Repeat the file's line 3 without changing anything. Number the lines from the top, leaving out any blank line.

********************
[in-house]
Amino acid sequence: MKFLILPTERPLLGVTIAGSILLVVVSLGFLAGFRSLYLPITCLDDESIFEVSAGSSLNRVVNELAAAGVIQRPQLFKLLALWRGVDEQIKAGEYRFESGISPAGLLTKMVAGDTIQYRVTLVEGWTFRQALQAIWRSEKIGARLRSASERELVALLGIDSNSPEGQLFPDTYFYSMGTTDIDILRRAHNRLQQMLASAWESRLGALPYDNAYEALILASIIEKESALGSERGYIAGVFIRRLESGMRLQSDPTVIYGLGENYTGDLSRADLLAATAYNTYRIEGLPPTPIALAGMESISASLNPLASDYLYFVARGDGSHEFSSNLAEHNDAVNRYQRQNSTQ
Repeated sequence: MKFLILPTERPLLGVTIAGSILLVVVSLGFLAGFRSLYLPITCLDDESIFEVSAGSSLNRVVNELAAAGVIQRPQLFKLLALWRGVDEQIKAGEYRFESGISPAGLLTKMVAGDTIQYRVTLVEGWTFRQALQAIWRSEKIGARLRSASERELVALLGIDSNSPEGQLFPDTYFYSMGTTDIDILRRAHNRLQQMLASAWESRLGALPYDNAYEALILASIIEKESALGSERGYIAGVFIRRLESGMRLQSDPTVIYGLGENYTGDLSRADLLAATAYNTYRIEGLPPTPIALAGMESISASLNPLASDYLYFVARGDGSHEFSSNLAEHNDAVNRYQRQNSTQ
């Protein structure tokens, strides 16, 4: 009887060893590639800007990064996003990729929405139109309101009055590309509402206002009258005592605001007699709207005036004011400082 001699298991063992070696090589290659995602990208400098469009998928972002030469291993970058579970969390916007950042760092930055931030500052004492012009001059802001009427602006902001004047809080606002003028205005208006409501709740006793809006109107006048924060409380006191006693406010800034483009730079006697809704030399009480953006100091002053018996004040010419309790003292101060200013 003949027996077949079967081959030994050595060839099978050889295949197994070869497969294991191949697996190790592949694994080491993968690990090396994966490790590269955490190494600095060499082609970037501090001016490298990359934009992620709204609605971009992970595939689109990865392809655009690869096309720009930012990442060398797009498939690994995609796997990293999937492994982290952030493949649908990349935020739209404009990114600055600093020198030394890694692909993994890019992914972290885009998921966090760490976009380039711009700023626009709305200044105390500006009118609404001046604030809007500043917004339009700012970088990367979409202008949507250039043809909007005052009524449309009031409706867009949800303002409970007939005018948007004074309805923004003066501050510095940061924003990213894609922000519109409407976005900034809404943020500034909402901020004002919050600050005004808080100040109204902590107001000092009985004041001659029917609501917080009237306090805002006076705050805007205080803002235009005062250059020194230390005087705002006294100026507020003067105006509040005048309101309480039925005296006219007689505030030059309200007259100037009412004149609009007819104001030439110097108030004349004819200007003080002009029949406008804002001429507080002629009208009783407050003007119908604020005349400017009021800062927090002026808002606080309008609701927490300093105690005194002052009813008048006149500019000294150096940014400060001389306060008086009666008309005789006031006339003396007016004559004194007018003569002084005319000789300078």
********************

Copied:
Repeated sequence: MKFLILPTERPLLGVTIAGSILLVVVSLGFLAGFRSLYLPITCLDDESIFEVSAGSSLNRVVNELAAAGVIQRPQLFKLLALWRGVDEQIKAGEYRFESGISPAGLLTKMVAGDTIQYRVTLVEGWTFRQALQAIWRSEKIGARLRSASERELVALLGIDSNSPEGQLFPDTYFYSMGTTDIDILRRAHNRLQQMLASAWESRLGALPYDNAYEALILASIIEKESALGSERGYIAGVFIRRLESGMRLQSDPTVIYGLGENYTGDLSRADLLAATAYNTYRIEGLPPTPIALAGMESISASLNPLASDYLYFVARGDGSHEFSSNLAEHNDAVNRYQRQNSTQ